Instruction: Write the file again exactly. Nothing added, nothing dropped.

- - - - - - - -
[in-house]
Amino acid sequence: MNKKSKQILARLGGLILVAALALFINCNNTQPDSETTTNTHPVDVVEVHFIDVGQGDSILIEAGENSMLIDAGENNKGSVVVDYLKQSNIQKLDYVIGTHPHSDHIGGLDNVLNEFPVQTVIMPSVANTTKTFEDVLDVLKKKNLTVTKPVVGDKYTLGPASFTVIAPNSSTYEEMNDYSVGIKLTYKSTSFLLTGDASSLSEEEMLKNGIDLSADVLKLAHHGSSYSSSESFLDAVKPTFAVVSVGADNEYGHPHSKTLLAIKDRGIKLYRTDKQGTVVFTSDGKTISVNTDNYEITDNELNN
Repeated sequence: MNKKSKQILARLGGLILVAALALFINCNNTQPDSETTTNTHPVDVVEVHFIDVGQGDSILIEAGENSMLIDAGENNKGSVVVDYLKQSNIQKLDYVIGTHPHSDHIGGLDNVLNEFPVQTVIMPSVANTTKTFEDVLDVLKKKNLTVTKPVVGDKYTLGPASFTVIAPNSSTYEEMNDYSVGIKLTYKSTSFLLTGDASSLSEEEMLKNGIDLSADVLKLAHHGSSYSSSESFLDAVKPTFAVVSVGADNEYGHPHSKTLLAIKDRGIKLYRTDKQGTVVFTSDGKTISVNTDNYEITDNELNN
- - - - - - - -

[in-house]
Amino acid sequence: MNKKSKQILARLGGLILVAALALFINCNNTQPDSETTTNTHPVDVVEVHFIDVGQGDSILIEAGENSMLIDAGENNKGSVVVDYLKQSNIQKLDYVIGTHPHSDHIGGLDNVLNEFPVQTVIMPSVANTTKTFEDVLDVLKKKNLTVTKPVVGDKYTLGPASFTVIAPNSSTYEEMNDYSVGIKLTYKSTSFLLTGDASSLSEEEMLKNGIDLSADVLKLAHHGSSYSSSESFLDAVKPTFAVVSVGADNEYGHPHSKTLLAIKDRGIKLYRTDKQGTVVFTSDGKTISVNTDNYEITDNELNN
Repeated sequence: MNKKSKQILARLGGLILVAALALFINCNNTQPDSETTTNTHPVDVVEVHFIDVGQGDSILIEAGENSMLIDAGENNKGSVVVDYLKQSNIQKLDYVIGTHPHSDHIGGLDNVLNEFPVQTVIMPSVANTTKTFEDVLDVLKKKNLTVTKPVVGDKYTLGPASFTVIAPNSSTYEEMNDYSVGIKLTYKSTSFLLTGDASSLSEEEMLKNGIDLSADVLKLAHHGSSYSSSESFLDAVKPTFAVVSVGADNEYGHPHSKTLLAIKDRGIKLYRTDKQGTVVFTSDGKTISVNTDNYEITDNELNN